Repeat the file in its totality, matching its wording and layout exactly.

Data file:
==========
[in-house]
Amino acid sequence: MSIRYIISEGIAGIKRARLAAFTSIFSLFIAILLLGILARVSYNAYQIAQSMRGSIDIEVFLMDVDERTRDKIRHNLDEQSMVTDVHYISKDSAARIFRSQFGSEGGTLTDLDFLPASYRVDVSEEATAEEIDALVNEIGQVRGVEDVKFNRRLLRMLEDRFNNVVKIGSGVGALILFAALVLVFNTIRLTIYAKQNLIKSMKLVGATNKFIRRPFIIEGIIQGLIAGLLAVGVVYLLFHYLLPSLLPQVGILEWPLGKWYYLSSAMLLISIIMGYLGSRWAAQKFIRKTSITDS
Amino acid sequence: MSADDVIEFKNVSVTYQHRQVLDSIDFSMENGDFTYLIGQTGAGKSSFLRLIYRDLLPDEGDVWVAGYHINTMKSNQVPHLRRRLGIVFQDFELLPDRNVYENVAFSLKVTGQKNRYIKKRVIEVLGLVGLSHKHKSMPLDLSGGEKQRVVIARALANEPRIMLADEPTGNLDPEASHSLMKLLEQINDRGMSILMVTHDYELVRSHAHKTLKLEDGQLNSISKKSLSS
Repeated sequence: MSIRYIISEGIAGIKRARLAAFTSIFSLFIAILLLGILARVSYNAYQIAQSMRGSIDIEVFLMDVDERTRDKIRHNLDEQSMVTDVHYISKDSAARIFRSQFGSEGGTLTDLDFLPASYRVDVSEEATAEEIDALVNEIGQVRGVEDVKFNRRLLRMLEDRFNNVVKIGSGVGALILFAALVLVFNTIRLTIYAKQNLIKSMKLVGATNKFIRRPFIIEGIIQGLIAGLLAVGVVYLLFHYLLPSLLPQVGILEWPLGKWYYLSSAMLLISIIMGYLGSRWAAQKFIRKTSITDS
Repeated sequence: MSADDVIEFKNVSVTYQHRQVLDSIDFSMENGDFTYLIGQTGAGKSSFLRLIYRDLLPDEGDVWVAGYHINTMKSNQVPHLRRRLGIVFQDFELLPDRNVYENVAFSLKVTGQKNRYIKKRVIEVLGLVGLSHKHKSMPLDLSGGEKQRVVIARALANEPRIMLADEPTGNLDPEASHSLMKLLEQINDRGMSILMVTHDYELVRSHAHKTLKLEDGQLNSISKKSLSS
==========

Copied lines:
[in-house]
Amino acid sequence: MSIRYIISEGIAGIKRARLAAFTSIFSLFIAILLLGILARVSYNAYQIAQSMRGSIDIEVFLMDVDERTRDKIRHNLDEQSMVTDVHYISKDSAARIFRSQFGSEGGTLTDLDFLPASYRVDVSEEATAEEIDALVNEIGQVRGVEDVKFNRRLLRMLEDRFNNVVKIGSGVGALILFAALVLVFNTIRLTIYAKQNLIKSMKLVGATNKFIRRPFIIEGIIQGLIAGLLAVGVVYLLFHYLLPSLLPQVGILEWPLGKWYYLSSAMLLISIIMGYLGSRWAAQKFIRKTSITDS
Amino acid sequence: MSADDVIEFKNVSVTYQHRQVLDSIDFSMENGDFTYLIGQTGAGKSSFLRLIYRDLLPDEGDVWVAGYHINTMKSNQVPHLRRRLGIVFQDFELLPDRNVYENVAFSLKVTGQKNRYIKKRVIEVLGLVGLSHKHKSMPLDLSGGEKQRVVIARALANEPRIMLADEPTGNLDPEASHSLMKLLEQINDRGMSILMVTHDYELVRSHAHKTLKLEDGQLNSISKKSLSS
Repeated sequence: MSIRYIISEGIAGIKRARLAAFTSIFSLFIAILLLGILARVSYNAYQIAQSMRGSIDIEVFLMDVDERTRDKIRHNLDEQSMVTDVHYISKDSAARIFRSQFGSEGGTLTDLDFLPASYRVDVSEEATAEEIDALVNEIGQVRGVEDVKFNRRLLRMLEDRFNNVVKIGSGVGALILFAALVLVFNTIRLTIYAKQNLIKSMKLVGATNKFIRRPFIIEGIIQGLIAGLLAVGVVYLLFHYLLPSLLPQVGILEWPLGKWYYLSSAMLLISIIMGYLGSRWAAQKFIRKTSITDS
Repeated sequence: MSADDVIEFKNVSVTYQHRQVLDSIDFSMENGDFTYLIGQTGAGKSSFLRLIYRDLLPDEGDVWVAGYHINTMKSNQVPHLRRRLGIVFQDFELLPDRNVYENVAFSLKVTGQKNRYIKKRVIEVLGLVGLSHKHKSMPLDLSGGEKQRVVIARALANEPRIMLADEPTGNLDPEASHSLMKLLEQINDRGMSILMVTHDYELVRSHAHKTLKLEDGQLNSISKKSLSS